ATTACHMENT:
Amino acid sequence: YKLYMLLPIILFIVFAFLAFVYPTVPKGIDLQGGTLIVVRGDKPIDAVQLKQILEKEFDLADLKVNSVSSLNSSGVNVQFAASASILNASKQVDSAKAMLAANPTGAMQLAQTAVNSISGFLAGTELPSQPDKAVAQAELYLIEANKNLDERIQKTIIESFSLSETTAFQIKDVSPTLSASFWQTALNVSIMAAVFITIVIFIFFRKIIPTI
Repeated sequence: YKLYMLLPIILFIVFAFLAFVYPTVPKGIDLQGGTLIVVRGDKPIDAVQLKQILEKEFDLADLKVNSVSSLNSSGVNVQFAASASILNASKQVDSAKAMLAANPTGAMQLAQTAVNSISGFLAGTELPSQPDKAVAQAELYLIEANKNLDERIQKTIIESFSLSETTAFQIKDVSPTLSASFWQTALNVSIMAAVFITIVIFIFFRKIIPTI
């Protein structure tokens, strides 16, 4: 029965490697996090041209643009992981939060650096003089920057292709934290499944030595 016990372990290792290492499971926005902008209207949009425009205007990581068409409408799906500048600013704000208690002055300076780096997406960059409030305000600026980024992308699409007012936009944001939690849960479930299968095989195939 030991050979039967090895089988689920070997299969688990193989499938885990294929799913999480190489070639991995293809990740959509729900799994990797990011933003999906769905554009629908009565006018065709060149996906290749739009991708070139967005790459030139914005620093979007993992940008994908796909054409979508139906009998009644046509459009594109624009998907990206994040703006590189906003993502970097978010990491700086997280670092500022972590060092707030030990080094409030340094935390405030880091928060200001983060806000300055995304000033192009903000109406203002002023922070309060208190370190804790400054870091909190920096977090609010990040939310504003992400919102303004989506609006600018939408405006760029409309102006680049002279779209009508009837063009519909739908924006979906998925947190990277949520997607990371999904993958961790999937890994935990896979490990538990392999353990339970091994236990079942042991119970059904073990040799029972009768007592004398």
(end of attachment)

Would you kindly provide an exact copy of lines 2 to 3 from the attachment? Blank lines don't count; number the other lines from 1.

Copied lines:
Repeated sequence: YKLYMLLPIILFIVFAFLAFVYPTVPKGIDLQGGTLIVVRGDKPIDAVQLKQILEKEFDLADLKVNSVSSLNSSGVNVQFAASASILNASKQVDSAKAMLAANPTGAMQLAQTAVNSISGFLAGTELPSQPDKAVAQAELYLIEANKNLDERIQKTIIESFSLSETTAFQIKDVSPTLSASFWQTALNVSIMAAVFITIVIFIFFRKIIPTI
């Protein structure tokens, strides 16, 4: 029965490697996090041209643009992981939060650096003089920057292709934290499944030595 016990372990290792290492499971926005902008209207949009425009205007990581068409409408799906500048600013704000208690002055300076780096997406960059409030305000600026980024992308699409007012936009944001939690849960479930299968095989195939 030991050979039967090895089988689920070997299969688990193989499938885990294929799913999480190489070639991995293809990740959509729900799994990797990011933003999906769905554009629908009565006018065709060149996906290749739009991708070139967005790459030139914005620093979007993992940008994908796909054409979508139906009998009644046509459009594109624009998907990206994040703006590189906003993502970097978010990491700086997280670092500022972590060092707030030990080094409030340094935390405030880091928060200001983060806000300055995304000033192009903000109406203002002023922070309060208190370190804790400054870091909190920096977090609010990040939310504003992400919102303004989506609006600018939408405006760029409309102006680049002279779209009508009837063009519909739908924006979906998925947190990277949520997607990371999904993958961790999937890994935990896979490990538990392999353990339970091994236990079942042991119970059904073990040799029972009768007592004398």